Timothy Kamp, MD, PhD

Position title: Professor of Cardiovascular Medicine and Co-Director of Stem Cell and Regenerative Medicine Center

Email: tjk@medicine.wisc.edu

Phone: (608) 263-0836

Tim Kamp

Link to Department of Medicine

Link to Department of Physiology

Link to School of Medicine

Link to Stem Cell & Regenerative Medicine Center

 

Research

Cardiac ion channels and embryonic stem cell-derived cardiomyocytes

  1. Cardiovascular Calcium Channels Function, Structure and Regulation: Cardiac Ca2+ channels play an important role in cellular excitability by allowing the rapid influx of Ca which depolarizes the cell. The resulting increase in intracellular [Ca2+] is essential for regulation of Ca2+-dependent processes including excitation-contraction coupling, excitation- secretion coupling, and gene regulation. Current research focuses on defining the exact subunit composition of the channel in the heart and determining the molecular mechanisms of regulation of this channel complex. A variety of molecular biology, cellular electrophysiology, biochemical, and pharmacological approaches are employed in these studies which are currently evaluating the role of PKA and PKC pathways regulating the channel. Several lines of conditional knockout mice have been generated to facilitate these studies.
  2. Remodeling of Cardiomyocytes and Excitation-Contraction Coupling in Heart Failure: In congestive heart failure there are fundamental abnormalities in excitation-contraction coupling at the cellular level which remain poorly understood. We have recently demonstrated a striking depletion of the T-tubule network in failing myocytes using confocal microscopy. As T-tubules are normally the major site of excitation-contraction coupling in ventricular myocytes, this remodeling of failing myocytes has important functional impact. Ongoing studies are exploring the changes in membrane proteins associated with this cellular remodeling and the effect on excitation-contraction coupling using a variety of animal models and tissue from explanted human hearts.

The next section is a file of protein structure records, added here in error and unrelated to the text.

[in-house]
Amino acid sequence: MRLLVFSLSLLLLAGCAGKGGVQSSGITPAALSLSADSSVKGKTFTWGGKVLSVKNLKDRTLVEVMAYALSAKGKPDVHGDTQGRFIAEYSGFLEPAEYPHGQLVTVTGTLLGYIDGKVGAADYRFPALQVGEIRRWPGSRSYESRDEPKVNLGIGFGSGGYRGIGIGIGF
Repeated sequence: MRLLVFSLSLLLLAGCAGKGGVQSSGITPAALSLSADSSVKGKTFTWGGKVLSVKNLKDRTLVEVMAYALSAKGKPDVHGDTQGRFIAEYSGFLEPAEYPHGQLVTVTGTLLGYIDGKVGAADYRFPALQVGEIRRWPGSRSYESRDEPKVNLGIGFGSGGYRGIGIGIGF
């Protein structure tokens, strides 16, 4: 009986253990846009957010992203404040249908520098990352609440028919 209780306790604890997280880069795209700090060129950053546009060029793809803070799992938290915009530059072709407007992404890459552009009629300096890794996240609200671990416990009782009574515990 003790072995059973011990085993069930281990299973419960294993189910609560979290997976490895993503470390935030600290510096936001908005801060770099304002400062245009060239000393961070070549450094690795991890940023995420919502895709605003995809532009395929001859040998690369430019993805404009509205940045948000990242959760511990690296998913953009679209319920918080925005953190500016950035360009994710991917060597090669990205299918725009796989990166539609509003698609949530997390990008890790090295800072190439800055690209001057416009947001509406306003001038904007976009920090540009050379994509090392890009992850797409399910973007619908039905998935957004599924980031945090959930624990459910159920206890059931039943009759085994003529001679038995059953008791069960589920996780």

3. Isolation and Characterization of Human Embryonic Stem Cell-Derived Cardiomyocytes: Embryonic stem (ES) cells are pluripotent cells capable of developing into specific cell types of all three germ layers including cardiomyocytes. The last ten years have seen extensive efforts to characterize in vitro murine ES cell-derived cardiomyocytes; however, little is known about the ability of human ES cells to differentiate into cardiomyocytes. Our initial work with human ES cells has demonstrated that these cells can form spontaneously contracting embryoid bodies. Therefore, human ES cells can form cardiomyocytes, but the process of differentiation and the properties of those cardiomyocytes will have important differences with the murine ES-derived cardiomyocytes. The purpose of the present research is to optimize the differentiation of human ES cells into cardiomyocytes and to characterize the resulting cardiomyocytes. Ultimately, these cells will have tremendous potential for cell-based therapies for a variety of heart diseases. In addition, they will provide a useful cell culture model for a variety of basic research studies.